The Nashville Parthenon


One place that I really wanted to visit while we were in Nashville was the Parthenon. I have kind of become a Greek mythology enthusiast, especially after teaching it (along with Homer’s The Odyssey) in ninth grade English year after year. It’s fascinating to me that a giant replica of the Parthenon in Athens stands in the middle of Nashville, complete with a 42-foot high gilded statue of Athena inside. I wasn’t really prepared for the admission charge (Come on! Do we have to pay to see EVERYTHING?), but it was only $6 a person, so it was definitely worth it.


The full-scale Parthenon replica became even more amazing when I learned inside the museum that it was built for the 1897 World Fair. That they even had the ingenuity and technology to build those 34-foot outer columns and those giant brass doors is incredible! (Those doors are seven feet wide, 24 feet high, and one foot thick, weighing seven-and-a-half tons each, in case you were wondering.)

Justin standing in front of the giant doors

Justin standing in front of the giant doors, to give you an idea of their size.

lion's head ornament on the door

lion’s head ornament on the door

I am a bit of a young adult novel nerd, but I was also eager to see the Parthenon because it was the scene of one of Percy Jackson’s first battles in the book The Lightning Thief. The author, Rick Riordan, was also an English teacher who taught Greek mythology. He relayed (PG versions, I’m sure) stories from Greek mythology to his own children before tucking them into bed at night. When he started running out of stories, his kids encouraged him to make up new stories featuring the Greek gods, goddesses, and monsters, so he came up with modern-day Percy Jackson–a twelve-year-old kid with an absent father who discovers that he is a demi-god (half human, half god–like Hercules). His mother is human and his father is Poseidon. He also begins to discover that he has the power to control water, among other super-natural talents, and the evil Greek monsters and villains are determined to take him out before he becomes too powerful. In the first book, when he is on a cross-country quest with his friends to recover the stolen lightning bolt of Zeus, he encounters the infamous multi-headed Hydra inside of the Nashville Parthenon. I’ve included a short clip from the movie below so that you can see it:

Fortunately, I didn’t see any Hydra while I was in the Parthenon. I did spend a good bit of time just staring at Athena, and marveling at her size, and the effort that went into sculpting her. She is currently the largest piece of indoor sculpture in the Western World.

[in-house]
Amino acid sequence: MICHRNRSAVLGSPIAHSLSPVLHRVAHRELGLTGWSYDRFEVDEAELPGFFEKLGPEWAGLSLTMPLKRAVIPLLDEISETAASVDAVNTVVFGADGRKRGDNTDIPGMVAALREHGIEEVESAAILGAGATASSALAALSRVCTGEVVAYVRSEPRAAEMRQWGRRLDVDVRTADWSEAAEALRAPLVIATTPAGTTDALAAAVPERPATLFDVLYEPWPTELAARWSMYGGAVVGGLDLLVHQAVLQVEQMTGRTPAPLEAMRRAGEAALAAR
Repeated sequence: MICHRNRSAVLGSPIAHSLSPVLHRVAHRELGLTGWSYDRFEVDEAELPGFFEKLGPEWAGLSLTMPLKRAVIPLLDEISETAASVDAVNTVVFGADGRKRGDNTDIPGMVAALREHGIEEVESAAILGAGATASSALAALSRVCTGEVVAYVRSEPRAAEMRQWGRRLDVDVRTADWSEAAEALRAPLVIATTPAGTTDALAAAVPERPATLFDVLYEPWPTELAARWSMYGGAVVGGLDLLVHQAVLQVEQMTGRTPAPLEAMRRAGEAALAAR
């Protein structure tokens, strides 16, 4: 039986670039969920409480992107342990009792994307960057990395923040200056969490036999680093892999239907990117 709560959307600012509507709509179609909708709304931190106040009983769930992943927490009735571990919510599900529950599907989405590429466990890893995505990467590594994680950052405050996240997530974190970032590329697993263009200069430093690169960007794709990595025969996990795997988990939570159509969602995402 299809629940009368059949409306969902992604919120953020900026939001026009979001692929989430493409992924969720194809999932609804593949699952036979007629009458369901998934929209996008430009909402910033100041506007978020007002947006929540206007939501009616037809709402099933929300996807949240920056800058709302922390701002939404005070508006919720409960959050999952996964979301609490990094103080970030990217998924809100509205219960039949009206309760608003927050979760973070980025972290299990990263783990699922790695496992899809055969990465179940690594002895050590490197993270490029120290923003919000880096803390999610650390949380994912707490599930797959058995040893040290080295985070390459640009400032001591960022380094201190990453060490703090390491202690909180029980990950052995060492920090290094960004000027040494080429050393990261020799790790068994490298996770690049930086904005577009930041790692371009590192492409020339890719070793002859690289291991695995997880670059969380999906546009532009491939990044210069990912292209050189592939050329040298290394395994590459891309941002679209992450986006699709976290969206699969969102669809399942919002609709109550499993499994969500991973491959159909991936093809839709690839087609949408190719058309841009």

Her dress and helmet are gilded in a thin layer of nearly 24-karat gold leaf.

Her dress and helmet are gilded in a thin layer of nearly 24-karat gold leaf.


There were some other cool things to see inside the Parthenon, too. It doubles as a museum about the history/building of the Parthenon, as well as an art museum featuring pieces collected and donated by a local Nashville man.

Justin and my dad reading up on the symbolism behind what Athena is wearing and carrying

Justin and my dad reading up on the symbolism behind what Athena is wearing and carrying

Replica of an ancient Greek frieze

Replica of an ancient Greek frieze

Some puppets that I found

Some puppets that I found

I was interested to know why the puppets were in there, and what kind of puppet shows went on in ancient Greece, but when the friendly puppeteer approached me, I shied away. It’s all because of a bad experience I had one time with an overly friendly puppeteer at a Christmas festival in Thomasville, Georgia. (The story is too long to tell here, but to give you an idea, it involved being strong-armed into attending a TWO-HOUR, locked-door, one-man rendition of A Christmas Carol inside of a theater, along with two very perturbed friends and one exasperated husband. Oops!) I didn’t want to get shanghied into any more bad puppet shows, so I pretended to answer a call on my cell phone and stepped away.

Anyways, in my opinion, no trip to Nashville is complete without seeing the Parthenon! 🙂



Categories: Museums, Travel | Tags: , , , , , , , , | 4 Comments

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4 thoughts on “The Nashville Parthenon

  1. So I’ve been to the Parthenon in Nashville twice, but never been inside! I definitely need to do that! The Athena statue looks incredible! I’m so glad you guys had fun! And I’m glad you didn’t get roped into another awkward puppet situation (though I have to admit, I’m really curious about what happened the first time!).

    • You definitely need to go inside and see her next time! It’s really incredible–it feels like a real ancient Greek temple. Haha, and I don’t mind indulging in the occasional puppet show, but they need to be brief–not hours long. And I feel like puppeteers are creepy–right up there with carnies. Anytime a puppeteer approaches me with a, “So I see you’re admiring my puppets…” I take that as a red flag to get out as quickly as possible. 😛

  2. How cool! I love that you have such a passion for Greek history. And I’m going to add The Lightening Thief (I think that was the name of it!) to my Goodreads list.

    • It’s a good series! It is a bit more “middle school” reading than “high school,” just to warn you. The first book reads almost like children’s literature, but by the time the series finishes (when Percy Jackson is 17 and he’s been through A LOT), it’s much more young adult. 🙂

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